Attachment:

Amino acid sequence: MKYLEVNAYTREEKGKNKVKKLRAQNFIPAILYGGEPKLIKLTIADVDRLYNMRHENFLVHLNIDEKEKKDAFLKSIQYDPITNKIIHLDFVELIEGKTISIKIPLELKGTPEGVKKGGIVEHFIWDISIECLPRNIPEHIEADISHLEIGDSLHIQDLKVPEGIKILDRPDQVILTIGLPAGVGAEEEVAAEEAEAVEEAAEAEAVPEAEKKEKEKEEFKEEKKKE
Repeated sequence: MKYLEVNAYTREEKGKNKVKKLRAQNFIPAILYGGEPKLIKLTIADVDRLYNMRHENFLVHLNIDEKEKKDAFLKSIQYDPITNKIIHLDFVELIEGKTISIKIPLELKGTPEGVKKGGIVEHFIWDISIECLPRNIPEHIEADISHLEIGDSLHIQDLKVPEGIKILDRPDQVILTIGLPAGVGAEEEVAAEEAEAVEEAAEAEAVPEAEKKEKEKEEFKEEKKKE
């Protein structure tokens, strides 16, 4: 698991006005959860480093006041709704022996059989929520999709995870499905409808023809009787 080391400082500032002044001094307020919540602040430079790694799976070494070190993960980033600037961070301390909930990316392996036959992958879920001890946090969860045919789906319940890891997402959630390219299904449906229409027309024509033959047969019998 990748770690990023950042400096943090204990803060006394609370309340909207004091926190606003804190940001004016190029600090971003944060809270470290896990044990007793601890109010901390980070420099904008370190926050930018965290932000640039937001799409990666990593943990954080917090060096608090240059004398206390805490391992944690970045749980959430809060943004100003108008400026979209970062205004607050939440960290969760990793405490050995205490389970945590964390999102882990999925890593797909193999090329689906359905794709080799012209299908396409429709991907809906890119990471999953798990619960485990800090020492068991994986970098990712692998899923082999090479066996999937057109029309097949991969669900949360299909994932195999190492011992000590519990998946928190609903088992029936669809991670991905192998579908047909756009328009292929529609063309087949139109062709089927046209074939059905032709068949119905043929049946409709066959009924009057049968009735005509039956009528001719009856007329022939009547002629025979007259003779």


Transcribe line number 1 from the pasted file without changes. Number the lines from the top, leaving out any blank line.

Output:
Amino acid sequence: MKYLEVNAYTREEKGKNKVKKLRAQNFIPAILYGGEPKLIKLTIADVDRLYNMRHENFLVHLNIDEKEKKDAFLKSIQYDPITNKIIHLDFVELIEGKTISIKIPLELKGTPEGVKKGGIVEHFIWDISIECLPRNIPEHIEADISHLEIGDSLHIQDLKVPEGIKILDRPDQVILTIGLPAGVGAEEEVAAEEAEAVEEAAEAEAVPEAEKKEKEKEEFKEEKKKE